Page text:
WINZ gets new list
A Labour MP doesn't like it but a Housing New Zealand tenant is more than happy with the next instalment of the Government's state housing changes.
It starts on April 14 and is aimed at keeping all of a client's financial information in one place.
It will be followed by the introduction of new contracts for social housing providers and in July by a change to the way rental contracts are reviewed.
Work and Income will take over the state house waiting list and needs assessments of tenants from Housing New Zealand which will continue to be the landlord.
Tinkering around the edges might be value for money but it won't solve the problem of why state housing is necessary, Mangere MP Su'a William Sio says.
It's important to be careful with taxpayer money but the Government's focus should be on creating jobs, not just shuffling papers between departments, he says.
But Hulita Moimoi, who has lived in an Otara state house with her two children for seven years, has a more positive view.
"It's going to be better with WINZ looking after everything. It means I have fewer forms to fill out.
"They already have all my details so when they do reviews all the information is right there - WINZ and Housing NZ don't have to talk to each other any more."
Moimoi has been on a benefit since 2009 when her contract packing dairy products ended.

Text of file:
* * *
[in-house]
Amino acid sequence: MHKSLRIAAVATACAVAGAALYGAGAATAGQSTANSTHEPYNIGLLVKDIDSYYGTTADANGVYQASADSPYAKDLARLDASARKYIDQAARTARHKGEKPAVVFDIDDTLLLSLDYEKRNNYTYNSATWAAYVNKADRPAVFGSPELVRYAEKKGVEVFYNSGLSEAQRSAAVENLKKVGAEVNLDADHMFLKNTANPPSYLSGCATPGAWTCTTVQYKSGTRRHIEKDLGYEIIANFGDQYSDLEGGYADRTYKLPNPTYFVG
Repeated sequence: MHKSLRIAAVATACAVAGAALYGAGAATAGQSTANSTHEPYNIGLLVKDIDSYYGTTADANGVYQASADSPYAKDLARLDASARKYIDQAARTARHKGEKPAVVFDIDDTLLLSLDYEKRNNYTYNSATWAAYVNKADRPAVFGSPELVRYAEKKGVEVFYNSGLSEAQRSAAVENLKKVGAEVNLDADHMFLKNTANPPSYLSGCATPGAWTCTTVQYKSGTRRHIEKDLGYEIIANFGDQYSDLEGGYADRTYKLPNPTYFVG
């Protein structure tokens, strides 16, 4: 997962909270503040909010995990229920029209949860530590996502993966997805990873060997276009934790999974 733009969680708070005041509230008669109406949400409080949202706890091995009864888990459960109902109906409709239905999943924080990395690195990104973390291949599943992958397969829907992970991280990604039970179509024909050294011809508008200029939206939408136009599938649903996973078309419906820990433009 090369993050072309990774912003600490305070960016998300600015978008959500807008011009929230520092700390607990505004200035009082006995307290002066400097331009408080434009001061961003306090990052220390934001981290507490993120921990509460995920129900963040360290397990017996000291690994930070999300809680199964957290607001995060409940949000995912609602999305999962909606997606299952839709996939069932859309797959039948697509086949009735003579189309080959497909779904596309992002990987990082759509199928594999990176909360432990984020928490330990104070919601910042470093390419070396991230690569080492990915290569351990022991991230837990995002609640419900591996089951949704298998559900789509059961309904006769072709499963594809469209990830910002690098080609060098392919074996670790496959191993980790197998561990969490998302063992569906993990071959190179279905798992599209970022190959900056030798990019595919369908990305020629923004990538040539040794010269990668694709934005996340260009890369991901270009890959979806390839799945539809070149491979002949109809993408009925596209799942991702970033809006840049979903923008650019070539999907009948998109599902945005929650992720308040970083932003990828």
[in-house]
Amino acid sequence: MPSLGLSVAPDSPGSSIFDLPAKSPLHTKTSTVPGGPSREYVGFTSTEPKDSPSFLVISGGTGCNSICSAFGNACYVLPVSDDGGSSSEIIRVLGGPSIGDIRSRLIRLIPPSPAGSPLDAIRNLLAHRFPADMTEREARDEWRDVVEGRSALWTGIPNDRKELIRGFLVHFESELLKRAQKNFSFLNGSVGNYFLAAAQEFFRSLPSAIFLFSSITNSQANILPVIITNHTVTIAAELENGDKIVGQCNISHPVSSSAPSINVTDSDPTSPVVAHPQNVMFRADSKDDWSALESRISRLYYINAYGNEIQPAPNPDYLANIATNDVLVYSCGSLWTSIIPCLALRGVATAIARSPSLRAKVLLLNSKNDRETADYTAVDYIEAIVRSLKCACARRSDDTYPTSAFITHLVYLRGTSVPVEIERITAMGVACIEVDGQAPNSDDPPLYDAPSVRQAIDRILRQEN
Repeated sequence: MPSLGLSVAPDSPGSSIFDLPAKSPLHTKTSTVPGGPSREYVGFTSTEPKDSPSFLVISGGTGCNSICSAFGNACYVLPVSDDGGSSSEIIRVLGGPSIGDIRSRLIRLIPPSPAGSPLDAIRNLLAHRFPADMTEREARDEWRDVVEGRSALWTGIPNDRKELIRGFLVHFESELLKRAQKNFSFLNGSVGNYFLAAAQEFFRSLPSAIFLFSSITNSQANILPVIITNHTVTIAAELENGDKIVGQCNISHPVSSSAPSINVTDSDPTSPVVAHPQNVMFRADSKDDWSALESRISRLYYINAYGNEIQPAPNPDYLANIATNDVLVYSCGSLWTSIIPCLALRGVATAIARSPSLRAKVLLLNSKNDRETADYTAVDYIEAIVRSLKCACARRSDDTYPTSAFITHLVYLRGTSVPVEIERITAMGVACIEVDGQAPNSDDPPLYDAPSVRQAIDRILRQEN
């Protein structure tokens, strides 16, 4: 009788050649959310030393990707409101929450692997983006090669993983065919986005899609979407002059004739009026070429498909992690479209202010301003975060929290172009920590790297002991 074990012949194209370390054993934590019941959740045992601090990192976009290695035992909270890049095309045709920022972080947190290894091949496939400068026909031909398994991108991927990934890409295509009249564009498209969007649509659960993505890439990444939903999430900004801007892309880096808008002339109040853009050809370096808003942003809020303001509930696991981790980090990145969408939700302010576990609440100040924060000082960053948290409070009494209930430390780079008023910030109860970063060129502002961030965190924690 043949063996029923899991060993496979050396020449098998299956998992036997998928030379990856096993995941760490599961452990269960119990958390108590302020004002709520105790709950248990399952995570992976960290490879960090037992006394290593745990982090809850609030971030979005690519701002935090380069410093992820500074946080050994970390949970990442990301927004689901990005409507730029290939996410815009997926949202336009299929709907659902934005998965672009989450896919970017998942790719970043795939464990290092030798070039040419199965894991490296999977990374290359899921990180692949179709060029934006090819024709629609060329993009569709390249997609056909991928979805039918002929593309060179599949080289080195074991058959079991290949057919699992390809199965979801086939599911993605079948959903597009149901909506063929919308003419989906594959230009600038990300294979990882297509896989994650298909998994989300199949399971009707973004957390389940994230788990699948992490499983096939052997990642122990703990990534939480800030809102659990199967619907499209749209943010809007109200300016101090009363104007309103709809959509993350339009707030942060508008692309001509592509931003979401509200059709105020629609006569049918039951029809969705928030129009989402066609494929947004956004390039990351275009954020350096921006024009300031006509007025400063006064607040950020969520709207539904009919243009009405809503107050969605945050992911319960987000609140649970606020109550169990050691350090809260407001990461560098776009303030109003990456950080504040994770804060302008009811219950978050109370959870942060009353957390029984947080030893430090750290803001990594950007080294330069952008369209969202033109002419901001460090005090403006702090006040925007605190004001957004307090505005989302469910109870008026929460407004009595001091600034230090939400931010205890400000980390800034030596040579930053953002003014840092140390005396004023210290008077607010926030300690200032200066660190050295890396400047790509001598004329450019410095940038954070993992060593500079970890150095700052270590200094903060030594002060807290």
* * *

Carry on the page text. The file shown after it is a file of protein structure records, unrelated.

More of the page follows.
"It's good that I can now take my kids to school but I want to get back into work so I have more money to give them a good life," she says.
"When I had a job my rent was $200 a week, now that I'm on a benefit it's $96."
Community housing providers will also be given the opportunity to go into a contract the same as Housing NZ's.
It now sets a tenant's rent at 25 per cent of their income - the difference between what they pay and the market rent is paid to Housing NZ via a Government subsidy.
A community housing provider can now receive funding from the Government but can only charge tenants 80 per cent of the market rate. And it can choose its tenants.
But if it chooses to enter a contract like Housing NZ's it will no longer be able to choose its tenants and will have to take from the top of the waiting list.
Monte Cecilia Trust is one organisation having to weigh up future plans for the 18 houses it owns and the five it manages.
Trust executive David Zussman says it's unlikely all 23 houses will go into a new contract agreement because the regulations are still unknown.
"You have to house the tenants for the duration of their need and you have to take clients from the top of the list," he says.
"Some of the smaller housing providers like us have different reasons for offering housing and different client bases. The new contract type may not work in that case."
From July 1 the Social Development Ministry will take over tenancy reviews.
During the first year it expects to complete 800 reviews on tenants who pay market rent or near-to-market rent and live in an area where other housing is available.
Each review is expected to take six months to complete.
Social Development minister Paula Bennett says one of the government's aims is to make social housing more responsive.
"The ministry may review a tenancy and find there is still a need for a state house. In those cases the tenants remain," she says.
"But with the right support people could move into private rentals or another type of social housing."